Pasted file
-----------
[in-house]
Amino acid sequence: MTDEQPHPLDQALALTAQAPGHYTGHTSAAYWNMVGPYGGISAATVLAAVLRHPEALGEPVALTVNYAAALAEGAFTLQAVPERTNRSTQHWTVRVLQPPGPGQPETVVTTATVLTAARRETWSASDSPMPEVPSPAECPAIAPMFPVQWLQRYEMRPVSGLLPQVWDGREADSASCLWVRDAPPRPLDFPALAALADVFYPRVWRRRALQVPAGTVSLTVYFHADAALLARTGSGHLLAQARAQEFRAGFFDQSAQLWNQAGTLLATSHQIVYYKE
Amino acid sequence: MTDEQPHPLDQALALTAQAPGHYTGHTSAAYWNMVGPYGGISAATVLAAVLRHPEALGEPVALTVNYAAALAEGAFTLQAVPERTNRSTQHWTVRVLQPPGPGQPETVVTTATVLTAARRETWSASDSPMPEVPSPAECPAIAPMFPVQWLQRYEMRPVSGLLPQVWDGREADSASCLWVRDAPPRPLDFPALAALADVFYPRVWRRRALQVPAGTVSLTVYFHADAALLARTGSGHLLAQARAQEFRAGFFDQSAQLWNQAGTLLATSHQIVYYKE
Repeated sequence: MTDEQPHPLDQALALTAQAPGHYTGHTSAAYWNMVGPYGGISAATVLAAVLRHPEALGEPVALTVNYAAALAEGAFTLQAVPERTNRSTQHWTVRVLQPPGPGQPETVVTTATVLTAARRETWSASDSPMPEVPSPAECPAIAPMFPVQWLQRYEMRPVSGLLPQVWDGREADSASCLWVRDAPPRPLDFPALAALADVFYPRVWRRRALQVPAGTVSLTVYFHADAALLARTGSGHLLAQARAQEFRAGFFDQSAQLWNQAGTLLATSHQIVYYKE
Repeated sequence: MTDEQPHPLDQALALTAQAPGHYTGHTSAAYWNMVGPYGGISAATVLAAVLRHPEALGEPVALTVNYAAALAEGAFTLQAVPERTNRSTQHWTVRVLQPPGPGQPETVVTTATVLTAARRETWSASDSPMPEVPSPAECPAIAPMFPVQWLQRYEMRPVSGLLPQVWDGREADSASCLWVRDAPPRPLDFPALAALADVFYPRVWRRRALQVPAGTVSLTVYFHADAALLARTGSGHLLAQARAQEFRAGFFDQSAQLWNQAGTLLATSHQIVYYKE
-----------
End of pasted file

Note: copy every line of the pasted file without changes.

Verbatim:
[in-house]
Amino acid sequence: MTDEQPHPLDQALALTAQAPGHYTGHTSAAYWNMVGPYGGISAATVLAAVLRHPEALGEPVALTVNYAAALAEGAFTLQAVPERTNRSTQHWTVRVLQPPGPGQPETVVTTATVLTAARRETWSASDSPMPEVPSPAECPAIAPMFPVQWLQRYEMRPVSGLLPQVWDGREADSASCLWVRDAPPRPLDFPALAALADVFYPRVWRRRALQVPAGTVSLTVYFHADAALLARTGSGHLLAQARAQEFRAGFFDQSAQLWNQAGTLLATSHQIVYYKE
Amino acid sequence: MTDEQPHPLDQALALTAQAPGHYTGHTSAAYWNMVGPYGGISAATVLAAVLRHPEALGEPVALTVNYAAALAEGAFTLQAVPERTNRSTQHWTVRVLQPPGPGQPETVVTTATVLTAARRETWSASDSPMPEVPSPAECPAIAPMFPVQWLQRYEMRPVSGLLPQVWDGREADSASCLWVRDAPPRPLDFPALAALADVFYPRVWRRRALQVPAGTVSLTVYFHADAALLARTGSGHLLAQARAQEFRAGFFDQSAQLWNQAGTLLATSHQIVYYKE
Repeated sequence: MTDEQPHPLDQALALTAQAPGHYTGHTSAAYWNMVGPYGGISAATVLAAVLRHPEALGEPVALTVNYAAALAEGAFTLQAVPERTNRSTQHWTVRVLQPPGPGQPETVVTTATVLTAARRETWSASDSPMPEVPSPAECPAIAPMFPVQWLQRYEMRPVSGLLPQVWDGREADSASCLWVRDAPPRPLDFPALAALADVFYPRVWRRRALQVPAGTVSLTVYFHADAALLARTGSGHLLAQARAQEFRAGFFDQSAQLWNQAGTLLATSHQIVYYKE
Repeated sequence: MTDEQPHPLDQALALTAQAPGHYTGHTSAAYWNMVGPYGGISAATVLAAVLRHPEALGEPVALTVNYAAALAEGAFTLQAVPERTNRSTQHWTVRVLQPPGPGQPETVVTTATVLTAARRETWSASDSPMPEVPSPAECPAIAPMFPVQWLQRYEMRPVSGLLPQVWDGREADSASCLWVRDAPPRPLDFPALAALADVFYPRVWRRRALQVPAGTVSLTVYFHADAALLARTGSGHLLAQARAQEFRAGFFDQSAQLWNQAGTLLATSHQIVYYKE